When the rail assembly 106 is mounted to the fuselage 114, the rail 120 and rack 312 extend substantially parallel to the fuselage 114 along the length of the helicopter 100. In certain implementations, the motor assembly 110 may be configured to translate across the full span of the cargo door 132. Because the hoist 112 is mounted to the motor assembly 110, translation of the motor assembly 110 also translates the hoist 112. Also, by positioning the motor assembly 110 at any point along the length of the cargo door 132 the hoist 112 may be used for loading of cargo into or unloading of cargo out of a cargo area of the helicopter 100.

FIG. 3 is an isometric view of the mounting structure 122. The mounting structure 122 serves as the support for the rail 120 (shown in FIG. 2) and other components of the rail assembly 106. In the illustrated implementation, the mounting structure 122 is a 4-member truss 204 that provides a structural interface between the rail-mounted hoist system 102 and the fuselage 114 (shown in FIG. 1). Although other configurations are possible, the mounting structure 122 is constructed of square tubing welded together to form the truss 204. The mounting structure 122 may include coupling features configured to couple the mounting structure 122 to hard points of the fuselage 114. The mounting structure 122, for example, includes two tabs 206, 208 which may be welded or otherwise coupled to an upper truss member 209 of the mounting structure 122. The tabs 206, 208 are positioned to be received by corresponding mounts of a mounting system, such as the ESSS hard points 124, 128 shown in FIG. 1, coupled to the fuselage 114.

The mounting structure 122 further includes a coupling feature 207 extending from a lower portion of the mounting structure 122. Similar to the tabs 206, 208, the coupling feature 207 is adapted to be received by a corresponding mounting feature of the fuselage 114, such as the ESSS hard point 126 illustrated in FIG. 1, to further mount the rail assembly 106 to the fuselage 114. The coupling feature 207 may be disposed on an end of an adjustable bottom member 202 such that the location of the coupling feature 207 may be adjusted to accommodate different vehicles and mounting arrangements and/or to adjust the angle of the mounting structure 122 relative to the fuselage 114. In certain implementations, for example, the adjustable bottom member 202 may include a tube or other member shaped to be slidably received within the truss 204 such that the location of the coupling feature 207 may be adjusted by extending or retracting the adjustable bottom member 202 relative to the truss 204. In other implementations, the adjustable member 202 may be threaded into the bottom of the truss 204 such that location of the coupling feature 207 may be adjusted by rotating the adjustable member 202 relative to the truss 204. In certain implementations, such angular adjustment is the sole adjustment required to alter the angle of the mounting structure 122, rail assembly 106, motor assembly 110, and hoist 112.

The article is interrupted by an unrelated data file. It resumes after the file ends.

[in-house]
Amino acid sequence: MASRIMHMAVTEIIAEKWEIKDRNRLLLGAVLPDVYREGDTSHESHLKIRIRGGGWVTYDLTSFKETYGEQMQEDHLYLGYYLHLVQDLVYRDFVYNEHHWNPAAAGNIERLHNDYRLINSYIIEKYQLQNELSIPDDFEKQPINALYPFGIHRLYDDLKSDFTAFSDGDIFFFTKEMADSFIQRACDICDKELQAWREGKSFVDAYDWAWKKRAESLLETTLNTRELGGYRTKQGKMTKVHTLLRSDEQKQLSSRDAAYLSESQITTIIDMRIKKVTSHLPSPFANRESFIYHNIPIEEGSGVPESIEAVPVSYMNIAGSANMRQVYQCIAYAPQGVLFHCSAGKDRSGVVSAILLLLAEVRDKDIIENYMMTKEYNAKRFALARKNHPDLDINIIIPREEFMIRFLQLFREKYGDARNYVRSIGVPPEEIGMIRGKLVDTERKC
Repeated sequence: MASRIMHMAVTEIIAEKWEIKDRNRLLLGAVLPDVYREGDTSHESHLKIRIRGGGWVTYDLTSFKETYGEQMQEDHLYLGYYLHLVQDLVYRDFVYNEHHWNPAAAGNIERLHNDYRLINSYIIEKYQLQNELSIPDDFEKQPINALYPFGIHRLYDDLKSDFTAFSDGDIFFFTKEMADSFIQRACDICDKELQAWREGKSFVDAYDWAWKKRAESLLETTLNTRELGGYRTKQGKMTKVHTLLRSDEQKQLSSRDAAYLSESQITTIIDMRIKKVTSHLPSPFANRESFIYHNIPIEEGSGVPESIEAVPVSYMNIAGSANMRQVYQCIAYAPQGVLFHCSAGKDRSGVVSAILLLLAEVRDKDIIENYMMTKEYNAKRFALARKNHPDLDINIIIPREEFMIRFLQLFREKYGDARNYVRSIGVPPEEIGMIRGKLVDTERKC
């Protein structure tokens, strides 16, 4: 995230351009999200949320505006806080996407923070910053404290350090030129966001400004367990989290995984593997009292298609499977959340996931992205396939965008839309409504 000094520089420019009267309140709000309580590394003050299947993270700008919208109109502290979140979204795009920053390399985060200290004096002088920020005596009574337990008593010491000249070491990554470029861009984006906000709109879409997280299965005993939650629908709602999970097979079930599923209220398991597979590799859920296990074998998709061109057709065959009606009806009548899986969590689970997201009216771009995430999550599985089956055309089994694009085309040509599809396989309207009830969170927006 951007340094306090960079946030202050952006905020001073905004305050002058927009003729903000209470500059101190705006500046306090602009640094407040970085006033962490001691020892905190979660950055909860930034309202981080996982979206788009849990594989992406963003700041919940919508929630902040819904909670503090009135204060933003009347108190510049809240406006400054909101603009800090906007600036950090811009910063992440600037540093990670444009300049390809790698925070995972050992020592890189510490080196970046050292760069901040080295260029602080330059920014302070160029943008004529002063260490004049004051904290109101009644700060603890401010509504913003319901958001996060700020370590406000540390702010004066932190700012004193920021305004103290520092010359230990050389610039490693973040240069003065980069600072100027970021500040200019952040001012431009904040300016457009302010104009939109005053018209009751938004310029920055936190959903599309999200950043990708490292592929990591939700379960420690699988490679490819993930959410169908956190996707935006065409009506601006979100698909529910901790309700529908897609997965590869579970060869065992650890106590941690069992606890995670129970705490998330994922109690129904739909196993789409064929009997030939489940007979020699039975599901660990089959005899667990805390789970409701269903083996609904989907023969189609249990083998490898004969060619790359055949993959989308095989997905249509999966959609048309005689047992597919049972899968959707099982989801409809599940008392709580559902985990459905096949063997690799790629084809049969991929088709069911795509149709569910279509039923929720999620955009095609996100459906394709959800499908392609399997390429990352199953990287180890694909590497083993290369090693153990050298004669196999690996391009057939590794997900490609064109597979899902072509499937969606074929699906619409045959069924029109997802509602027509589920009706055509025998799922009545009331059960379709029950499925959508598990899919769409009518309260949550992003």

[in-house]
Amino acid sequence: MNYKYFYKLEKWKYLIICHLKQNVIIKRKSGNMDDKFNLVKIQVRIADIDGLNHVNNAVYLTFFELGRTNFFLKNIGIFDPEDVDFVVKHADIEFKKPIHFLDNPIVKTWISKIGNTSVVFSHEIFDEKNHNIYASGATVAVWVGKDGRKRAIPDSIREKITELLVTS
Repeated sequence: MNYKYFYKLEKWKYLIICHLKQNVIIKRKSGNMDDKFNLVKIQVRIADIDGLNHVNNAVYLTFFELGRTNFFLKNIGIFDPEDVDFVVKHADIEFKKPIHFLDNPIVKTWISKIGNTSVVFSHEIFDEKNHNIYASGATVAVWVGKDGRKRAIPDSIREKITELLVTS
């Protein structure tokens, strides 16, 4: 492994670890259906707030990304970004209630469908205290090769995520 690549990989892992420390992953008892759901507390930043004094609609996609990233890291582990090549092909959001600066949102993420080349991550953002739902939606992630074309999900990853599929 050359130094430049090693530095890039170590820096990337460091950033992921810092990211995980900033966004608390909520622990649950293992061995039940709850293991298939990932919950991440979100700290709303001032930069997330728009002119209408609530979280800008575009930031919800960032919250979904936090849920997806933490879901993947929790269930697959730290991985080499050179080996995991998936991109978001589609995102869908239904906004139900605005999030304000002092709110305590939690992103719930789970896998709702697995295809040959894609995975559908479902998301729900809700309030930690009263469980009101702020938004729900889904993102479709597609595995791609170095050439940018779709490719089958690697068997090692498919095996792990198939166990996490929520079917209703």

Bolts or similar fasteners may be inserted and fixed through the tabs 206, 208 and the coupling feature 207 to secure the mounting structure 122 to mounting features/hard points of the fuselage 114. In certain implementations, the tabs 206, 208 may be angled such that the rail 120, when mounted, is level along the length of the helicopter 100. Also, the truss 204 of the mounting structure 122 may be generally shaped configured to reduce obstruction of the cargo door 132 (shown in FIG. 1) as much as possible by elevating the rail assembly 106 of the entire rail-mounted hoist system 102 above the cargo door 132.

The mounting structure 122 may further include rail tabs 210, 212, 214, configured to couple the mounting structure 122 to the rail assembly 106 and to reduce deflection of the rail 120 during loaded conditions. In certain implementations, the rail tabs 210-214 may include semi-circular or similar bosses, such as bosses 215A, 215B of rail tab 210. Such bosses 215A, 215B may be received by corresponding cutouts, scallops, or similar indentations (such as indentations 216 shown in FIG. 5) of the rail assembly 106 to couple the mounting structure 122 to the rail assembly 106.

FIGS. 4 and 5 are isometric views of the rail assembly 106. The rail assembly 106 generally includes a rail 120, which, in certain implementations, may be a single machined piece of solid material. The rail 120 may be also manufactured, in whole or in part, using one or more other processes including, without limitation, extrusion, 3D printing, casting, and bending. The rail 120 may include one or more modular rail sections coupled together.